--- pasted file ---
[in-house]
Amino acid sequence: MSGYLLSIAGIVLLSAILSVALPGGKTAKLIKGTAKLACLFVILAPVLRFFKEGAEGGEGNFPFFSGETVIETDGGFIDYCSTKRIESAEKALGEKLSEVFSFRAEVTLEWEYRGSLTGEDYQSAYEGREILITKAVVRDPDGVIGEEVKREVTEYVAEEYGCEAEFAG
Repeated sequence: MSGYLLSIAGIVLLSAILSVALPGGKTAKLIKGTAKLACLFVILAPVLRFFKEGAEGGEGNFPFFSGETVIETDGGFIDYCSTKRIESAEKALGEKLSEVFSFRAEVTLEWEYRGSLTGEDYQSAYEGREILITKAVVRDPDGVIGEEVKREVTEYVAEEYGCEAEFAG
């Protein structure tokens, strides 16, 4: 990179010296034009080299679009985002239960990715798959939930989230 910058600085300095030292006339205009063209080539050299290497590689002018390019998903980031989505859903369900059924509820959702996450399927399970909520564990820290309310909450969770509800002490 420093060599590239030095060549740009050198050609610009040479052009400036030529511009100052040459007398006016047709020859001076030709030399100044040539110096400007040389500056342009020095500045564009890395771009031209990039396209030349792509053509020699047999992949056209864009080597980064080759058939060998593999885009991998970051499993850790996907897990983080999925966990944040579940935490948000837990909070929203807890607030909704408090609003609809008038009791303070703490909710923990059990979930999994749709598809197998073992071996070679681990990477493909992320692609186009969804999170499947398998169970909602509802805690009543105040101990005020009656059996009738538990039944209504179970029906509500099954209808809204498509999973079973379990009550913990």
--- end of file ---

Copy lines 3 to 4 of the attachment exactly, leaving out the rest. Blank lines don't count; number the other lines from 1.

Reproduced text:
Repeated sequence: MSGYLLSIAGIVLLSAILSVALPGGKTAKLIKGTAKLACLFVILAPVLRFFKEGAEGGEGNFPFFSGETVIETDGGFIDYCSTKRIESAEKALGEKLSEVFSFRAEVTLEWEYRGSLTGEDYQSAYEGREILITKAVVRDPDGVIGEEVKREVTEYVAEEYGCEAEFAG
């Protein structure tokens, strides 16, 4: 990179010296034009080299679009985002239960990715798959939930989230 910058600085300095030292006339205009063209080539050299290497590689002018390019998903980031989505859903369900059924509820959702996450399927399970909520564990820290309310909450969770509800002490 420093060599590239030095060549740009050198050609610009040479052009400036030529511009100052040459007398006016047709020859001076030709030399100044040539110096400007040389500056342009020095500045564009890395771009031209990039396209030349792509053509020699047999992949056209864009080597980064080759058939060998593999885009991998970051499993850790996907897990983080999925966990944040579940935490948000837990909070929203807890607030909704408090609003609809008038009791303070703490909710923990059990979930999994749709598809197998073992071996070679681990990477493909992320692609186009969804999170499947398998169970909602509802805690009543105040101990005020009656059996009738538990039944209504179970029906509500099954209808809204498509999973079973379990009550913990």